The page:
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Ontario NDP Leader Andrea Horwath, left, Liberal Leader Kathleen Wynne, centre, and Ontario PC leader Tim Hudak, right, take part in the live leaders debate at CBC during the Ontario election in Toronto on Tuesday, June 3, 2014. (Frank Gunn/The Canadian Press)
Ontario NDP Leader Andrea Horwath, left, Liberal Leader Kathleen Wynne, centre, and Ontario PC leader Tim Hudak, right, take part in the live leaders debate at CBC during the Ontario election in Toronto on Tuesday, June 3, 2014. (Frank Gunn/The Canadian Press)

Ken Harrison

Mental health – and recovery – are the missing election issues Add to ...

Dr. Ken Harrison is a staff physician at the Centre for Addiction and Mental Health in Toronto. His patient, Paolo Scotti, received a 2014 Transforming Lives Award, which honours those who face mental illness and addiction with dignity and perseverance. To see a video about Paolo’s story, visit transforminglives.ca

Twenty years ago, as a young physician, I met a fractured young man who changed my life. Paolo Scotti was a promising student studying for his Master’s degree in chemistry. His brother-in-law came with him to that first appointment as Paolo couldn’t tell his own story; in fact, he couldn’t complete a phrase due to a severe thought disorder.

This was at the beginning of my career in psychiatry, a time when I was filled with great hope and optimism. I left that first meeting with very little optimism. I remember feeling overwhelmed at the mountain in front of Paolo, in front of his family, in front of me.

What a climb it has been. Slow and steady, Paolo has set about rebuilding his life. With medication and therapy, he got control of his disorder and retrained for a job he excels at. He has a loving family and a network of friends and colleagues. I meet with Paolo regularly at one of the busiest outpatient schizophrenia clinics in Toronto and I marvel: he is a testament to the value of ongoing care and support in preventing the debilitating effects of complex mental illness.

Paolo’s story is not what we typically read about when we see “mental illness” in the news but it is a common one. While the headlines rarely tell the story of recovery, we know that with the right care and supports recovery is possible.

We’ve come a long way in awareness building since I began my career. We’re seeing a lot more openness to the issue of mental health. But, it strikes me that the biggest health and social-justice issue of our time is taking a back seat during this election campaign.

While mental illnesses constitute 15 per cent of the burden of disease in Canada, they receive less than 6 per cent of health-care dollars. Mental health may not fulfill the requirements of the classic sound bite for the purposes of a political speech, but you don’t have to look too closely to see its connection to the issues that do fill the airwaves. When 500,000 full-time employees are not able to go to work in any given week due to mental illness, we have a serious economic issue. There is no job, no education and no health without mental health. Paolo will tell you that in a heartbeat.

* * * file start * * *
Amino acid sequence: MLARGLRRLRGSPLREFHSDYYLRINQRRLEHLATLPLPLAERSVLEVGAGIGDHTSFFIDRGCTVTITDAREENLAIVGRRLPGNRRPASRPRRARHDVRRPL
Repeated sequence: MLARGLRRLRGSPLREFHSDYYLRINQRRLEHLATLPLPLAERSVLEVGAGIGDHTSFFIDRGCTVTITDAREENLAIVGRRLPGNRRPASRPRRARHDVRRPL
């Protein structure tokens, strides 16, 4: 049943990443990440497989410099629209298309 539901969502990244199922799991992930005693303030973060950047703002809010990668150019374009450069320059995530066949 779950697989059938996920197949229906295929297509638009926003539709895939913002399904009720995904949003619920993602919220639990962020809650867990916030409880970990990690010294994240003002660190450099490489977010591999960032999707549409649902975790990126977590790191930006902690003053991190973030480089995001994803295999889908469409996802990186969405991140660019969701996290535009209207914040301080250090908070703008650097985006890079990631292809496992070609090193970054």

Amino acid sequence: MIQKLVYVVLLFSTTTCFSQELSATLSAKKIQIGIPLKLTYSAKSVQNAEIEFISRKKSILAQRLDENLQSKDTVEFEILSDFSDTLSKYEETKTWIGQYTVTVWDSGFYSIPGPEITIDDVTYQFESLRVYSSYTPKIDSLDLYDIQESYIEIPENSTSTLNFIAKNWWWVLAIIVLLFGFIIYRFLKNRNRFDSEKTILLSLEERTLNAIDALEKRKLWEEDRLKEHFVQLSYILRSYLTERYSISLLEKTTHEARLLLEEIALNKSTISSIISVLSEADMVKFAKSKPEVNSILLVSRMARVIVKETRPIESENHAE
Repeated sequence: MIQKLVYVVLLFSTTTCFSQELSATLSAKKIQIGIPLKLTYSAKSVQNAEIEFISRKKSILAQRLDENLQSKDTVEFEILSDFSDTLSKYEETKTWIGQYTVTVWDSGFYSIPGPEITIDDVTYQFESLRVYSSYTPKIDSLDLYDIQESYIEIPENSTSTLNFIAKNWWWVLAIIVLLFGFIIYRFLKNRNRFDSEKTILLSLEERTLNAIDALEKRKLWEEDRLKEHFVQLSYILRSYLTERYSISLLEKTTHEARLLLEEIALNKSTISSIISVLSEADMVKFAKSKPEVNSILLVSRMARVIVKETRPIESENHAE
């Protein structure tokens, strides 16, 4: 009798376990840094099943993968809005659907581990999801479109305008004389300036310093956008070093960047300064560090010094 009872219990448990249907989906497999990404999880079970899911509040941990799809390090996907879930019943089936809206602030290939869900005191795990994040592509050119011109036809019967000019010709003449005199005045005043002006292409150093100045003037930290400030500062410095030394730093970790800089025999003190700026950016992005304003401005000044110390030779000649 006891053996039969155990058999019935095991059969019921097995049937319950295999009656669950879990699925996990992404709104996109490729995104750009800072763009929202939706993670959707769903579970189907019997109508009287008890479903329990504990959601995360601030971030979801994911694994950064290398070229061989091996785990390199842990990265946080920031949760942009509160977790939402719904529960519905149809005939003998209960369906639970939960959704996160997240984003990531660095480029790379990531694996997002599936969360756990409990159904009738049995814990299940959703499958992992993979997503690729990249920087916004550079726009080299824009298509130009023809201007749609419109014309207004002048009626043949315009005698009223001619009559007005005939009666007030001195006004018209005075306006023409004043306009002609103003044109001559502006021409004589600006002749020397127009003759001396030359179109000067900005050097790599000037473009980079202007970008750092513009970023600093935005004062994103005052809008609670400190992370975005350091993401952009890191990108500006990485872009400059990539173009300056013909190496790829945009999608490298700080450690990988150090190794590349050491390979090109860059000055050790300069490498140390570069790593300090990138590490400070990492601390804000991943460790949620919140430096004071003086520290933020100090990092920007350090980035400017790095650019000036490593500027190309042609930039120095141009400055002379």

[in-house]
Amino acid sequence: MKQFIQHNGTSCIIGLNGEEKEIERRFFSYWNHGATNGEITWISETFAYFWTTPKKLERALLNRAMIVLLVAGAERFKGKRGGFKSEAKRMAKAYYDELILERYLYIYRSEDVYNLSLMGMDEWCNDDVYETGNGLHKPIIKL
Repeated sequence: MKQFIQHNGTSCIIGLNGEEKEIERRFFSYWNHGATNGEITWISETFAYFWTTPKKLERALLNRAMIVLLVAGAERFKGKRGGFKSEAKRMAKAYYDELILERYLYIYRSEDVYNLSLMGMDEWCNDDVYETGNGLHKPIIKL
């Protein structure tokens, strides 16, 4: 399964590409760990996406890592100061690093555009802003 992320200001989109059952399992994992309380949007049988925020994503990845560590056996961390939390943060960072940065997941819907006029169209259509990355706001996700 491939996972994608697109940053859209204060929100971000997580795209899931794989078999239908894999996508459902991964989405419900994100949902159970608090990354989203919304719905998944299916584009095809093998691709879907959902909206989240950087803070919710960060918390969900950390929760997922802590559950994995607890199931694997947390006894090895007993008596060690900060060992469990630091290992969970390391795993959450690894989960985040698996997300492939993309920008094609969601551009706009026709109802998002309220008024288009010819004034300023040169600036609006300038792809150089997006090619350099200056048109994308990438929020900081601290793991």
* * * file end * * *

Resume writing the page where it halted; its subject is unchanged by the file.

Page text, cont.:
Sure, there has been progress. The creation of the Mental Health Commission of Canada has ignited a national conversation and invested in some important initiatives particularly around stigma, housing and workplace mental health. Provincial governments, including Ontario, have announced mental health strategies. But changing the conversation about recovery and having the courage to invest in what needs to be done is where the rubber hits the road.

The hospital where I work – the Centre for Addiction and Mental Health – knows it has to lead the country in best practices: streamlining access to care, investing in research and driving the social change our patients deserve. CAMH has set out to raise $200 million through its Breakthrough Campaign, which will fund much-needed improvements to help more people recover faster. This is the largest fundraising campaign for a mental health hospital in Canada and it’s time has come.

Living with mental illness is never a clear path forward. As mental health professionals, we don’t unblock an artery or reset a bone. We work with symptoms that arise from the disordered brain. It’s complex, and involves great stores of trust and empathy, not to mention the web of social supports that contribute to sustained mental health. The very basics of a healthy life: a job, a home, a friend.

This election all party leaders should be giving us their plan for improving the mental health of Ontarians. There is simply too much at stake. I’m going to ask that they do it for Paolo and for each and every citizen that lives with these illnesses and hopes for a better tomorrow.

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